A man trudges forward, slowly making his way through a snow storm. The landscape hangs in the distance, bleak with jagged white-capped hills rising in sharp lines across the horizon. They harshly shatter winter sky’s greyness. The man shoulders an immense, dark bag across his back, lugging it as he inches ahead. The land is what’s carried this man, Johann (Vincent Rottiers). It’s what’s provided him with home, hearth, and purpose.

Director John Shank’s “Last Winter” (“L’Hiver Dernier”) transports us to a desolate French country landscape. With an almost wordless opening, we meet Johann, who spends his days and nights mostly in solitude, living and breathing his farm. He’s a cattle man, and he leads a farmers’ co-op. But these farmers, older and more experienced than Johann, are enduring a difficult season, one where the end is nowhere in sight. Refusing to bow to large landowners and corporations, Johann tries to push forward, grounding his future to his past.

What would you tackle to keep a grasp on your birthright? How hard would you fight to keep the last bit of familial past alive? And when does the present–your barn, your sister, and your bank account–slowly crumble away, folding in on itself and leaving behind bits and pieces of history that are more memory than tangible remembrance?

Johann struggles with these questions, trying to sift through everyone’s own truths to decipher his own path forward, out of the cold. While he hides from the realities of an every-changing economy, one that leans away from the solitary farmers, he tries to stay true to his beliefs.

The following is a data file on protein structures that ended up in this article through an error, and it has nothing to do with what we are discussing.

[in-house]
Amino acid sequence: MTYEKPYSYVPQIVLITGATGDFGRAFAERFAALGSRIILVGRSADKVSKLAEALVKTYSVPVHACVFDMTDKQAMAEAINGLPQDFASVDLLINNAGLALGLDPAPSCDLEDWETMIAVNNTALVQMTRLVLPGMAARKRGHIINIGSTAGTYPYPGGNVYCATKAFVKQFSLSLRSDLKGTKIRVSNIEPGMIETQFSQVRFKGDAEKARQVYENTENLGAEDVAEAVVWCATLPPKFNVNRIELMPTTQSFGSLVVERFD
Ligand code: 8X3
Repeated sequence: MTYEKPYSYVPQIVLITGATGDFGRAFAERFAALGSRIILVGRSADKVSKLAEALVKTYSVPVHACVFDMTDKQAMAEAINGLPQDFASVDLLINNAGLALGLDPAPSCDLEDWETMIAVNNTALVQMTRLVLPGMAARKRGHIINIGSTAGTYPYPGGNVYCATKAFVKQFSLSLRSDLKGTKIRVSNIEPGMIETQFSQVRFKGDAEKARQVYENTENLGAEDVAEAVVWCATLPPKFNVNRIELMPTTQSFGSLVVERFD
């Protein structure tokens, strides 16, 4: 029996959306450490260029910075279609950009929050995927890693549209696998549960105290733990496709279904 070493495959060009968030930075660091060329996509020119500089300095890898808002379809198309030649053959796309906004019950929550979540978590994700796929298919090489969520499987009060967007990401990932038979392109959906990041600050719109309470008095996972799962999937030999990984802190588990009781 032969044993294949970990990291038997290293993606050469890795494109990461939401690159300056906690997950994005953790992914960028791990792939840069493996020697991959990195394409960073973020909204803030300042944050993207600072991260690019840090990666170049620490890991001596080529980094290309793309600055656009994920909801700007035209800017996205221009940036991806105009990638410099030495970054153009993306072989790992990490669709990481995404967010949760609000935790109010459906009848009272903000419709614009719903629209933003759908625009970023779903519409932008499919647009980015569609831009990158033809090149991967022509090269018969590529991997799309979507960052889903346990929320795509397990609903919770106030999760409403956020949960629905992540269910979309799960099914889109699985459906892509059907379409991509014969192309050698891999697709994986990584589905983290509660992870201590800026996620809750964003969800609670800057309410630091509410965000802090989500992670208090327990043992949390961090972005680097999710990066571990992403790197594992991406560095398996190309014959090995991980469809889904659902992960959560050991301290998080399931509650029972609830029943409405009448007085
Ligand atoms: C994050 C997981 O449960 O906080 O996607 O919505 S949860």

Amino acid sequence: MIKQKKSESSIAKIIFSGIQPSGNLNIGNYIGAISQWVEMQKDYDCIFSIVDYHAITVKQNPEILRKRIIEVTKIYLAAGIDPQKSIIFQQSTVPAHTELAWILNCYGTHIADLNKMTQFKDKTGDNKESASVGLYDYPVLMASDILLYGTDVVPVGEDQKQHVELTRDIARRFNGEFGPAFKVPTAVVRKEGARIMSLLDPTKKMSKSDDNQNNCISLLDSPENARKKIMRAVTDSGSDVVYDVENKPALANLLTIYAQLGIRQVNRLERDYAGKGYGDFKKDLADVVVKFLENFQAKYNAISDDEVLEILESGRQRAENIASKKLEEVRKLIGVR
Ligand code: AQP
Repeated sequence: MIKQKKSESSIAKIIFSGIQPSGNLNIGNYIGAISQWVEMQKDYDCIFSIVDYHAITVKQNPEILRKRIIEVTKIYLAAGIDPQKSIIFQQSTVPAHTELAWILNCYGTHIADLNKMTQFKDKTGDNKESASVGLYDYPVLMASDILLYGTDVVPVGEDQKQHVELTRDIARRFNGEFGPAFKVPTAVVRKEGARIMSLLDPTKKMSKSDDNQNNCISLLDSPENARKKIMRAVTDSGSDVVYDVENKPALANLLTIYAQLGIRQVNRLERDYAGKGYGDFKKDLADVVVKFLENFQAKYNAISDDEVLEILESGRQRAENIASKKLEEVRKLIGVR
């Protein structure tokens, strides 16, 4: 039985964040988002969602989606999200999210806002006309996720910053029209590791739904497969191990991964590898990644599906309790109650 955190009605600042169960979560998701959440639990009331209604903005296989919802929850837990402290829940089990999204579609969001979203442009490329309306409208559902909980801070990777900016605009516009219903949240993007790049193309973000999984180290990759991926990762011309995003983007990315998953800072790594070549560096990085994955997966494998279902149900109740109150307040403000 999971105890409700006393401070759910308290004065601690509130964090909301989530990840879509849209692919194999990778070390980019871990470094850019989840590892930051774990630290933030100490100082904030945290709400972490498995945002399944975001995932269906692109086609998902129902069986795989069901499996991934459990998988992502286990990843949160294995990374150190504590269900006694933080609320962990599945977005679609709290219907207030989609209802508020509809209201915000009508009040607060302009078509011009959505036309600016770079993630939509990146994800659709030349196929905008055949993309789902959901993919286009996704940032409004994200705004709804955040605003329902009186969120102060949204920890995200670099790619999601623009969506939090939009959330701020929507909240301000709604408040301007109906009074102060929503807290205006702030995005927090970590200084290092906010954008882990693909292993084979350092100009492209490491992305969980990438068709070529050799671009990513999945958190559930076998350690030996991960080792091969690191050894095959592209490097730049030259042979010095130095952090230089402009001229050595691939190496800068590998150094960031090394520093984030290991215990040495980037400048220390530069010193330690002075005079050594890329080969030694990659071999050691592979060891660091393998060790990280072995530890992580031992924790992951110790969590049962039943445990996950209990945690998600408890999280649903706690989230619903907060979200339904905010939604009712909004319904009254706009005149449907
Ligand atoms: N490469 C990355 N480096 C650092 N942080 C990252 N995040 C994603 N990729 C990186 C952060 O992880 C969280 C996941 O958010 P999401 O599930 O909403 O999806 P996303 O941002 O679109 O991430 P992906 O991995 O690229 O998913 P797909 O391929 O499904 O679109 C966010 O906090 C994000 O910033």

Shank, an American who has made his home in Belgium, offers a beautifully painted portrait of a personal, poignant struggle, one filled with consequence, personal value, and self-ingrained ideals. With spare dialogue, Last Winter’s immense impact comes from the minimal: lush shots of doorways (really, is there a French doorway that doesn’t look beautiful, no matter the age or wear and tear?), a stew eaten right out of the pot on the stove, a young child helping Johann to dispense hay, or a short shot of Johann in the arms of his lover.

The accumulation of the small things makes us who we are and keeps us grounded. And while quiet in purpose, this poetic film offers sweeping idea’s of what an honest heart should be.

“Last Winter” is in French with English subtitles.

“Last Winter” plays at the San Francisco International Film Festival again Wednesday, May 2nd, at 6:30PM at the Pacific Film Archive Theater in Berkeley.

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the author

Becca Klarin writes about dance. Her first stage role was at the age of four, where she dressed in a brightly colored bumble bee tutu and black patent leather taps shoes. She remembers bright lights and spinning in circles with her eleven other bees, but nothing more. Becca also has an affinity for things beginning with the letter "P", including Pizzetta 211, Fort Point, pilates, parsvakonasana, and plies.

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